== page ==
Memorizing Pharmacology Video 2 of 7
Pharmacology is necessary for all nurses. However, it can be difficult for the novice to decipher the often complicated names and actions. Here's some help....
We gradually increase the difficulty by moving from 13 gastrointestinal to 25 musculoskeletal medicines. To handle this many, we’ll divide the drugs into various sub-classes. It’s useful to create an outline, not by alphabetical order, but by drug class. It takes a little bit of pharmacologic knowledge to do this, so I recommend starting with the groupings I give you, then branch out after you feel more comfortable with the physiologic system.
To start you off, I’ve typed out the outline making sure to 1) underline/note prefixes and suffixes 2) put the rationale for the drug sub-class order in brackets. Creating these orders is an active learning process and makes it easier to remember not only what the drug is for, but also what makes it different from others for clinical challenges.
OTC NSAIDS – [In order of half-life and alphabetically]Aspirin (Ecotrin) (ASA), shorter half-life
Ibuprofen (Advil, Motrin), shorter half-life–profen is a recognized NSAID stemNaproxen (Aleve), longer half-life
OTC Non-narcotic analgesicAcetaminophen (Tylenol, APAP)
OTC NSAID / Non-narcotic analgesic / caffeine combinationASA/APAP/Caffeine (Excedrin)ASA for inflammation and pain
APAP for migraine pain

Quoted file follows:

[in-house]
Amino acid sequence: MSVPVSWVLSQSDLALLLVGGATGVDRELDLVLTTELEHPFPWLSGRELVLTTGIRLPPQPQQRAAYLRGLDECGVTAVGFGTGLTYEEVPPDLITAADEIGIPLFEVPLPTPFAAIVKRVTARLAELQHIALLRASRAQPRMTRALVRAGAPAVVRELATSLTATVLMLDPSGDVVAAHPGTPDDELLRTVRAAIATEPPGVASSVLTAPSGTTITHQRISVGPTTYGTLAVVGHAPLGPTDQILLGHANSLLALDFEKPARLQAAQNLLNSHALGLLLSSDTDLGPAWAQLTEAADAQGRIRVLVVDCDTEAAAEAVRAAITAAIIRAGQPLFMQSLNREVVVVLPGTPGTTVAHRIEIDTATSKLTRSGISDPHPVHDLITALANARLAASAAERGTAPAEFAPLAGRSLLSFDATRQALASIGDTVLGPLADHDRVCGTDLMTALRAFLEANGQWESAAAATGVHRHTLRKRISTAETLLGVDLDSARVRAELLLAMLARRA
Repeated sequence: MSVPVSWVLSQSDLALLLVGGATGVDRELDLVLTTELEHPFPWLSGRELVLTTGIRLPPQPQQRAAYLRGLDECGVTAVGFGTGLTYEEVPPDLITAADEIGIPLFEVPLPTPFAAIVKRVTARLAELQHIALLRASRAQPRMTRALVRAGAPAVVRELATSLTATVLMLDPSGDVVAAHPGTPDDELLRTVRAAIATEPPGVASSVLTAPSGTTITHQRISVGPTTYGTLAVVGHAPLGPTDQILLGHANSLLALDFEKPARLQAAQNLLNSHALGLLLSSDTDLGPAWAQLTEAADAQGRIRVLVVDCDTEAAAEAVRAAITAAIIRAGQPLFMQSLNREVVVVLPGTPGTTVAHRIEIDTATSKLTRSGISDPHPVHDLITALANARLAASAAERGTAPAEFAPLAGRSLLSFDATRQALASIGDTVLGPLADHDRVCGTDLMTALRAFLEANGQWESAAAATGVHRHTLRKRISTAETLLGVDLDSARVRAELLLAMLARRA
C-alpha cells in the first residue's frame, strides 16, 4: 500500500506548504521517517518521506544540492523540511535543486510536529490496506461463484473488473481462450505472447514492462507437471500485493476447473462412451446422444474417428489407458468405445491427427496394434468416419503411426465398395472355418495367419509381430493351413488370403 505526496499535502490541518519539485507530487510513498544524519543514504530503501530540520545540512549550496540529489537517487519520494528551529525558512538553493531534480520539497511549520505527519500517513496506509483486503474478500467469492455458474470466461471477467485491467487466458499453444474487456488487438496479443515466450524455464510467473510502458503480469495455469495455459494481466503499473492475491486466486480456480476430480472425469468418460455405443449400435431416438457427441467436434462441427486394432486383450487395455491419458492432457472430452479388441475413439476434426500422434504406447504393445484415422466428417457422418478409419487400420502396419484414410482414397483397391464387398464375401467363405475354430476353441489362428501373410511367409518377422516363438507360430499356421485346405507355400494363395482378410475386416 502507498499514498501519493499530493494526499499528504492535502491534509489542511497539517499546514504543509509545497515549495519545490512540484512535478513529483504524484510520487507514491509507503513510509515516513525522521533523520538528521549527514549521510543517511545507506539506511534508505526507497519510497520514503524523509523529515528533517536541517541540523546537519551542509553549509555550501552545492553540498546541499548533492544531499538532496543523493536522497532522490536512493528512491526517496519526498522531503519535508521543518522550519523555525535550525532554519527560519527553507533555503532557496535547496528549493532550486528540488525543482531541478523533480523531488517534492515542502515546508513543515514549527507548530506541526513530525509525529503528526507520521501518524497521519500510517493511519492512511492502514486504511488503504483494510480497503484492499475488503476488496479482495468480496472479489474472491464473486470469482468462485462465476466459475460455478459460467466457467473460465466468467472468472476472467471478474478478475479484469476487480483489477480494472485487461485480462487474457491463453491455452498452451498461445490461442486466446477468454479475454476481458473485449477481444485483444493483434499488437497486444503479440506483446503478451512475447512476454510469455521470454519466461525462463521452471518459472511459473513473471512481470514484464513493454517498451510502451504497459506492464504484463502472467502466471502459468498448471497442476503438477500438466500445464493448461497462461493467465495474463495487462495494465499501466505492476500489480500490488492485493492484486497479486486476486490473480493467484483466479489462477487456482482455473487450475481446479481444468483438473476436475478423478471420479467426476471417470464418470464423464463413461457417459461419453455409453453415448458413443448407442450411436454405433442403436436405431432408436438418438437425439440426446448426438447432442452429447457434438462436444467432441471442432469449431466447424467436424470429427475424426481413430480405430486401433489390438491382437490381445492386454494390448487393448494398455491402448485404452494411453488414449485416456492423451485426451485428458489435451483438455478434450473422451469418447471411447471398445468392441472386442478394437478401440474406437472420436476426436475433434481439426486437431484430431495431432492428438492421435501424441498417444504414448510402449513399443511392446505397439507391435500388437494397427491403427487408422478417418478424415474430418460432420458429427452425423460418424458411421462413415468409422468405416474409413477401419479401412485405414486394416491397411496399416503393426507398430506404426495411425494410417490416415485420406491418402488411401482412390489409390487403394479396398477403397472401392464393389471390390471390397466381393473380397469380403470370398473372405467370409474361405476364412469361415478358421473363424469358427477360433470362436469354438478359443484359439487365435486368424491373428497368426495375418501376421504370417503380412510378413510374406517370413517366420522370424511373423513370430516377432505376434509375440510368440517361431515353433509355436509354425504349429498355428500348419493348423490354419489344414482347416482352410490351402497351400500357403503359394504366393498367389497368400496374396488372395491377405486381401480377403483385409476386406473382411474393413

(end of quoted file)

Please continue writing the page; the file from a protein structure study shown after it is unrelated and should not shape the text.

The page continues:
Caffeine used as vasoconstrictor
Rx NSAID – [In order from COX-2 non-specific to COX-2 specific]Meloxicam (Mobic)-icam stemCelecoxib (Celebrex) COX-2 specific-coxib stemOpioids – controlled medications – [In order of DEA schedule]
CII – most addicting classMorphine (MS Contin)Is at the top because it’s the prototypical opioid medicationFentanyl (Duragesic, Sublimaze)CIII – less addicting than CII and so forth . . .
Hydrocodone / APAP (Vicodin)
Oxycodone / APAP (Percocet)
APAP / codeine (Tylenol #3)CIV - Mixed opioid
Tramadol (Ultram)Narcotic antagonist
Triptans [in alphabetical order]Eletriptan (Relpax)
DMARDS (Disease Modifying Anti-Rheumatoid drugs)[From non-biologic to biologic]
Methotrexate (Rheumatrex) – a non-biologic
Abatacept (Orencia) – a biologic
Etanercept (Enbrel) – a biologic-cept is a common stem
-tacept is a stem with a sub-stem “ta”
-nercept is a stem with a sub-stem “ner”
Osteoporosis agents Bisphosophonates [alphabetically]Alendronate (Fosamax)
Ibandronate (Boniva)-dronate is a stem
Muscle relaxers [alphabetically]Cyclobenzaprine (Flexeril)
Diazepam (Valium)-azepam is a stem (not –pam)
Anti-gout [uric acid reducers in alphabetical order]Allopurinol (Zyloprim)
Febuxostat (Uloric)-xostat is a stem
Try to take notes from the video with this short outline. Is it easier when you have a head start like a short outline? The same is true with pharmacology lectures. If you start with a lattice or framework, you’ll catch a lot more. If you prefer to use notecards, try to group those notecards in this similar order and see if you remember them more easily.
Last edit by TonyPharmD on Jul 6, '17 : Reason: Add pathophysiologic class.